claim 73
, wherein the EDG receptor agonist is selected from the group consisting of sphingosine-1-phosphate, dihydro-sphingosine-1-phosphate, a sphingosine-1-phosphate analog, psychosine, sphingosylphosphorylcholine and lysophosphatidic acid.
76. The pharmaceutical preparation of
claim 70
, wherein the in agent is a sphingosine-1-phosphate phosphatase inhibitor.
77. The pharmaceutical preparation of
claim 70
, wherein the disorder is a migraine headache.
78. A pharmaceutical preparation comprising
an agent that down-regulates EDG receptor signaling in an effective amount to treat a disorder which can be treated by increased vasodilation or inhibition of vasoconstriction, and
a pharmaceutically-acceptable carrier.
79. The pharmaceutical preparation of
claim 78
, wherein the agent is a sphingosine kinase inhibitor.
80. The pharmaceutical preparation of
claim 79
, wherein the sphingosine kinase inhibitor is selected from the group consisting of methylsphingosine, N,N-dimethylsphingosine, trimethylsphingosine, D,L-threo-dihydrosphingosine, high density lipoprotein, and 3-fluoro-sphingosine analogues.
81. The pharmaceutical preparation of
claim 78
, wherein the agent is an EDG receptor inhibitor.
82. The pharmaceutical preparation of
claim 81
, wherein the EDG receptor inhibitor is selected from the group consisting of EDG-1 receptor inhibitor, EDG-3 receptor inhibitor, EDG-5 receptor inhibitor, and EDG-8 receptor inhibitor.
83. The pharmaceutical preparation of
claim 81
, wherein the EDG receptor inhibitor is an EDG-3 receptor inhibitor.
84. The pharmaceutical preparation of
claim 81
, wherein the EDG receptor inhibitor is sphingosine or suramin.
85. The pharmaceutical preparation of
claim 78
, wherein the agent is a sphingosine-1-phosphate phosphatase activator.
86. The pharmaceutical preparation of
claim 78
, wherein the disorder is selected from the group consisting of stroke, subarachnoid hemorrhage and a cerebral vasospasm.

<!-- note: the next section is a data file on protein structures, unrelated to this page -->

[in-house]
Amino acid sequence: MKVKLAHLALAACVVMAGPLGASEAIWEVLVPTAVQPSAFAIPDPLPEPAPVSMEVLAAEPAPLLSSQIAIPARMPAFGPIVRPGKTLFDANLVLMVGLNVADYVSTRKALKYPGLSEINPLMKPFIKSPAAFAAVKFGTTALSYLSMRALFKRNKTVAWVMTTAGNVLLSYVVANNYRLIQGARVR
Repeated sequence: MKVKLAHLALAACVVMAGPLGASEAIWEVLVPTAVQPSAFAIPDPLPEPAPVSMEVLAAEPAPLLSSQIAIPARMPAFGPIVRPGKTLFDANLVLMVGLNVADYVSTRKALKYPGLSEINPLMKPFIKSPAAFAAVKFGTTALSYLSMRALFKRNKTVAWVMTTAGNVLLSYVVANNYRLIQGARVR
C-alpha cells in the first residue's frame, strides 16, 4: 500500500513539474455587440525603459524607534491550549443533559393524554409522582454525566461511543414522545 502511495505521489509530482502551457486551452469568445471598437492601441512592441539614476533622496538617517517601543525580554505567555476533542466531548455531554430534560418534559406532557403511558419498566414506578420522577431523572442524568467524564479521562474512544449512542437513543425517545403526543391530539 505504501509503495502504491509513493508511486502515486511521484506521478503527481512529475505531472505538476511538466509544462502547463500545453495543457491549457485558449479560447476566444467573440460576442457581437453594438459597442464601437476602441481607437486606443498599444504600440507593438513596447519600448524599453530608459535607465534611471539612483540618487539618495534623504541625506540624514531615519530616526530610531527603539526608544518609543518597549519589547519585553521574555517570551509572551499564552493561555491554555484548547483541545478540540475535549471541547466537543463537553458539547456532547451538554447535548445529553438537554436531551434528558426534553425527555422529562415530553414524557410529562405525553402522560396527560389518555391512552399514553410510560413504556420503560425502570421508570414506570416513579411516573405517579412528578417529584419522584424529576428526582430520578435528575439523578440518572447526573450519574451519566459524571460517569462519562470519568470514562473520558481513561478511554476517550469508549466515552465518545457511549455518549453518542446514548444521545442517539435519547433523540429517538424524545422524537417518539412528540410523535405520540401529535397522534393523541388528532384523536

Description
RELATED APPLICATIONS

[0001] This application claims priority under Title 35 §119(e) of the U. S. Provisional Application No. 60/188,859, filed Mar. 13, 2000, and entitled “Methods and Compositions for the Regulation of Vasoconstriction”, the entire contents of which are incorporated herein by reference.

FIELD OF THE INVENTION

[0002] The invention relates to methods and compositions for modulating vasoconstriction for the treatment of vascular occlusive disorders including migraine headaches, stroke, subarachnoid hemorrhage and vasospasm.

BACKGROUND OF THE INVENTION

[0003] Migraine headache (“migraine”) is a common disorder, believed to afflict 20 to 30 percent of the United States population. Almost 80% of migraine sufferers have a family history of such attacks. Migraine headaches are complex conditions and many mechanisms of action have been proposed for their treatment. Although a variety of drug treatments have been developed, none of these drugs has been completely successful in alleviating the symptoms of migraine in the absence of side effects, particularly after long term use. In addition, some of the medications currently available are potentially addictive, making them less desirable for use in children. A real need exists to develop a class of drugs which are effective in treating migraine but do not cause significant side effects and are not addictive.